El Rey De Las Fritas serves up an extensive menu of authentic Cuban cuisine. Start your flavorful survey of Caribbean flavors with one of the restaurant's famous fritas, a seasoned-beef patty on cuban bread topped with sizzling shoestring potatoes ($3.25, $3.50 with cheese). Or submerge your mouth in the submarine-like pan con tortilla calljera, a heaping omelette sandwich guaranteed to wake up taste buds with its fresh flavors and impression of Gloria Estefan ($4.25). Sandwich-averse diners can dive into the tamal preparado, a cornhusk-wrapped tamale accompanied with a side of seasoned pork ($5.25) or sip on the sopa de pallo, a traditional Cuban chicken soup ($3.25).
Per its name, the Taste of Cuba Festival shines a spotlight on traditional Cuban food—potato-like yucca, rice and beans, and lechon asada, or shredded roast pork. Ice-cold mojitos complement these classic dishes, along with café con leche and authentic cigars rolled by hand, unlike the newfangled ones that roll themselves if left at the top of a hill. The festival delights senses beyond taste, too; revelers can dance to live music or feast their eyes on Cuban artwork.
From the outside, China Steak House's diner-style windows and corner location almost make the restaurant feel torn from an Edward Hopper painting—with the addition of red lanterns hanging from its awning. But within, it’s the eatery's commitment to a variety of regional Chinese flavors that’s the main draw. Cantonese noodle dishes find good company alongside the menu’s spicy Szechuan entrees and occasional Miami-style touches—such fried plantains—find their way into the mix. The dining room incorporates a bit of a ballroom vibe with its high-backed booths and heavy wood chairs surrounding lacquered tables that add class to an already refined dining experience.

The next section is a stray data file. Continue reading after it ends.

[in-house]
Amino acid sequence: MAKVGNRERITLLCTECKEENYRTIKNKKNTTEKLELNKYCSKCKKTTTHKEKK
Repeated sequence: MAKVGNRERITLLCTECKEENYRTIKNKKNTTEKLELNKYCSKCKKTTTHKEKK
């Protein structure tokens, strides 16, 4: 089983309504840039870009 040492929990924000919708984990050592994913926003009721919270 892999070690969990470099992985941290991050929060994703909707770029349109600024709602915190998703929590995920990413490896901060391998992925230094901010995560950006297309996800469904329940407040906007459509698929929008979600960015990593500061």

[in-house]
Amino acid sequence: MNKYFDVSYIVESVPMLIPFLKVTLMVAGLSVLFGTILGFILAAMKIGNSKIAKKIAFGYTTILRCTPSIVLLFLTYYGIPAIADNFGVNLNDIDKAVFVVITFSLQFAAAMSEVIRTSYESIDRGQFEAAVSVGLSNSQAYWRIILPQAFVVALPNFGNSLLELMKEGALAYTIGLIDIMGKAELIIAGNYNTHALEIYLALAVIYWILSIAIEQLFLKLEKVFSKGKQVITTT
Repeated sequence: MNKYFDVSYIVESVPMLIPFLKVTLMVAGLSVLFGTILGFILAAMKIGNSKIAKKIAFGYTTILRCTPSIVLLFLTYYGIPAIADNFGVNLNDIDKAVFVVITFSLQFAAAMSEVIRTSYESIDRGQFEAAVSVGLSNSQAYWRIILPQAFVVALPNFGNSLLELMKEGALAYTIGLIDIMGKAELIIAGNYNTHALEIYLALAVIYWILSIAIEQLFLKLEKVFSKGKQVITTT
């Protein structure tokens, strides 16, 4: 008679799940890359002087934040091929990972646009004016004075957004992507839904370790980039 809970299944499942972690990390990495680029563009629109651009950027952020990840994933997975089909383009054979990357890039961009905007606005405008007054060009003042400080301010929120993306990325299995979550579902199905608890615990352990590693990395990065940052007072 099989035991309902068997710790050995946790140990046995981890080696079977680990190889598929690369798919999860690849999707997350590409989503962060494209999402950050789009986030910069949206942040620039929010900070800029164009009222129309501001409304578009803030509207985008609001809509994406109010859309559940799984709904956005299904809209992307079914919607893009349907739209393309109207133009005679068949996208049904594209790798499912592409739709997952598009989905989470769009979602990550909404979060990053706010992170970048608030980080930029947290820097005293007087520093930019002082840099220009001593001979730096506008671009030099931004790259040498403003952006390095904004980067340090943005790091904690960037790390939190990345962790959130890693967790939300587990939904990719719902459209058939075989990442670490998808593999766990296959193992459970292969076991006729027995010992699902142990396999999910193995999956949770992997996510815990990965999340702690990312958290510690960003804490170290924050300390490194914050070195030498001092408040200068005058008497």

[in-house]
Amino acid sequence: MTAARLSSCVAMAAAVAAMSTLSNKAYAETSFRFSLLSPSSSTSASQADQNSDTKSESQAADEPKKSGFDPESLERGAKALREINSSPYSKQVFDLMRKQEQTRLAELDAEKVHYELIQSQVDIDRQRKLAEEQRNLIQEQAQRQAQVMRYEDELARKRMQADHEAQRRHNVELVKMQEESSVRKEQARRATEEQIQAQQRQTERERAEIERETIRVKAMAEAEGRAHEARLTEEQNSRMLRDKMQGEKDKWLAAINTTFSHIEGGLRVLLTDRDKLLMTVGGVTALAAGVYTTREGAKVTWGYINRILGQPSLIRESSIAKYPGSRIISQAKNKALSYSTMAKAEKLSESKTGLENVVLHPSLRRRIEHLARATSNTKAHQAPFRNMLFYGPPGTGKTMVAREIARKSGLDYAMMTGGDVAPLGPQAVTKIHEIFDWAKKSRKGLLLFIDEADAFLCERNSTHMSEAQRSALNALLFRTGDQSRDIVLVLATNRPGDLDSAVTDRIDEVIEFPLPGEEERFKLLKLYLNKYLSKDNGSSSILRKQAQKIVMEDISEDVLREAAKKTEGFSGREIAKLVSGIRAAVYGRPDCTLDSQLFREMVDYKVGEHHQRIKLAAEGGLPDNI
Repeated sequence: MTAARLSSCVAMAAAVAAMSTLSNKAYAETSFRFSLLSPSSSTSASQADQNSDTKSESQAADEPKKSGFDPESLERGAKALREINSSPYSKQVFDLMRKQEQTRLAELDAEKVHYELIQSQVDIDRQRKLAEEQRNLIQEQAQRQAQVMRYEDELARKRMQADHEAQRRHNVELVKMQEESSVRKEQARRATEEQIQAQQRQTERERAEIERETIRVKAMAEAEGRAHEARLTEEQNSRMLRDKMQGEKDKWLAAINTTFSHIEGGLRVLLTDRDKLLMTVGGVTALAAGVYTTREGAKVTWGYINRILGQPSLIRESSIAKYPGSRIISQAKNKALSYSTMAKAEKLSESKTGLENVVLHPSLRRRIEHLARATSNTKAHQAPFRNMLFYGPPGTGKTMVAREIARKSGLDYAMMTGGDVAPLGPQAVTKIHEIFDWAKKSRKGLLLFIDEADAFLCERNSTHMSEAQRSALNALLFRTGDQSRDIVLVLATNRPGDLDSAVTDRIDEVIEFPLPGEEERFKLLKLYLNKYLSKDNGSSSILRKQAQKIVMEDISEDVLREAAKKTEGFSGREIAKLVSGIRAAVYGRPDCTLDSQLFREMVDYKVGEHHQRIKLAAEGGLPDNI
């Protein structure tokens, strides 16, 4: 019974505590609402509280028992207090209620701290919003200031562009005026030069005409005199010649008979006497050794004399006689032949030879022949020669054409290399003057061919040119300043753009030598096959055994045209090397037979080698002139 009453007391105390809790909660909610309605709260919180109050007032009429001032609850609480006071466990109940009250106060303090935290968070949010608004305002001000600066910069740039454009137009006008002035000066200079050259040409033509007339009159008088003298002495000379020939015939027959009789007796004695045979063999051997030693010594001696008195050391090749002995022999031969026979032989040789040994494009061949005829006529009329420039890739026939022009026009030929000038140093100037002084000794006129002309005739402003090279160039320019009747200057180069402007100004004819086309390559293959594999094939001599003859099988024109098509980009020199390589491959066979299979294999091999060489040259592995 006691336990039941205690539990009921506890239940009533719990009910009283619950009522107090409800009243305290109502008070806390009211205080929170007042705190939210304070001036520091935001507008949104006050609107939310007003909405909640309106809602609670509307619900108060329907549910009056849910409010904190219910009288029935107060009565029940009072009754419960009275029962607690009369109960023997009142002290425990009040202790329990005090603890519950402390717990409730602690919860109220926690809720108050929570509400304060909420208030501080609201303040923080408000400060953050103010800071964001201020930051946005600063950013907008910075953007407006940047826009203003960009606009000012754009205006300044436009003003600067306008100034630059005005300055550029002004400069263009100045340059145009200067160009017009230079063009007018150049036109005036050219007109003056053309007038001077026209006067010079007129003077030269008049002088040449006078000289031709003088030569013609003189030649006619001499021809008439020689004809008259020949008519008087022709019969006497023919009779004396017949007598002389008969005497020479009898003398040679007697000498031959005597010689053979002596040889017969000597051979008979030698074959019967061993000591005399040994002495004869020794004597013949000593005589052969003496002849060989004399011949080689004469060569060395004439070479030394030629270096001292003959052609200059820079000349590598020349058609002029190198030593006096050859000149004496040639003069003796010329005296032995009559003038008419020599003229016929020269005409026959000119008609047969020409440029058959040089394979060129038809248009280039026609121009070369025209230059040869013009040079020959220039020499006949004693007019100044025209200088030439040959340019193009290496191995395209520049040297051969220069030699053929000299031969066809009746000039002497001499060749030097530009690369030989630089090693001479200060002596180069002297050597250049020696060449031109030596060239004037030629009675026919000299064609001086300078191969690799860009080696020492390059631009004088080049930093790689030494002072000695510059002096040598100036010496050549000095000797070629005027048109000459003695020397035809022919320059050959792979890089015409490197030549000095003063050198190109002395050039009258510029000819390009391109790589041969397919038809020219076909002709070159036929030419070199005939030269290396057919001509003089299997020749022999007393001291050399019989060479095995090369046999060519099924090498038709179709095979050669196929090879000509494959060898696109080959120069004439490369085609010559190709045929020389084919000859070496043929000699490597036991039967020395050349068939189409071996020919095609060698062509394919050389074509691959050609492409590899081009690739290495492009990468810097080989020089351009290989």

The cooks in Taco Shop’s kitchen stuff burritos, tacos, and tortas with traditional Mexican meats ranging from carne asada and carnitas to barbacoa and al pastor. They also pile these seasoned proteins onto towering platters of nachos and hide them inside gooey quesadillas. In the dining room, tangerine-colored walls brighten up the space and make guests feel like tiny pieces of pulp.
Inside Lisboa-Habana Restaurant, sunlight pours in through floor-to-ceiling windows flanked by thick palm fronds. The atmosphere reflects the Latin-Caribbean flair that's so integral to the eatery's diverse menu. A collaboration between two seasoned restaurateurs, Lisboa-Habana Restaurant serves up a fusion of Cuban and Portuguese cuisine. Favorites include stewed codfish, lobster fettuccine, and Habana-style sirloin. There are also vegetarian options, including stuffed eggplant. Peruse the lengthy wine list for imported wines and champagnes to complement your meal.
Pack a panini for lunch or pick up some pasta salad at Grace's Delicatessen West, a deli that attracts all types of taste buds. There are no low-fat options here, though, so save a few extra calories for your next visit.
Shake off the stiff workday duds at Grace's Delicatessen West — attire is casual. Or, take your grub to-go.
Prices are downright affordable at Grace's Delicatessen West, with most items well under the $15 mark. Stop by for three square meals a day — Grace's Delicatessen West serves breakfast, lunch, and dinner.